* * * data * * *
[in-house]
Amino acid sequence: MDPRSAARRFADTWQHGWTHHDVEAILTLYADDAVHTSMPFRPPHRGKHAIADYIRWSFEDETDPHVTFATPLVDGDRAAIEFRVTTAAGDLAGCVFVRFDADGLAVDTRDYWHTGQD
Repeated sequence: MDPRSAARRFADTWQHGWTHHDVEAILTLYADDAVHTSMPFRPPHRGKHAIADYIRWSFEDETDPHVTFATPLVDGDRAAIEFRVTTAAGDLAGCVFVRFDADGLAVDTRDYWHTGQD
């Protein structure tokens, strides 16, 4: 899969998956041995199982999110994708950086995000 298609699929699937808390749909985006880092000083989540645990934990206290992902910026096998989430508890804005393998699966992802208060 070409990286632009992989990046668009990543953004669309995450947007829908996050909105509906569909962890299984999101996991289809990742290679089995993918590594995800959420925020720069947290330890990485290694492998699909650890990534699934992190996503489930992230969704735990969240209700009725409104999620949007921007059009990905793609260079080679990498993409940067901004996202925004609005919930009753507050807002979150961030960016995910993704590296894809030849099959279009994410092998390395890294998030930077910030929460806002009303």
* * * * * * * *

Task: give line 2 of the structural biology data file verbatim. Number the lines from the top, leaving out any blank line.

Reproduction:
Amino acid sequence: MDPRSAARRFADTWQHGWTHHDVEAILTLYADDAVHTSMPFRPPHRGKHAIADYIRWSFEDETDPHVTFATPLVDGDRAAIEFRVTTAAGDLAGCVFVRFDADGLAVDTRDYWHTGQD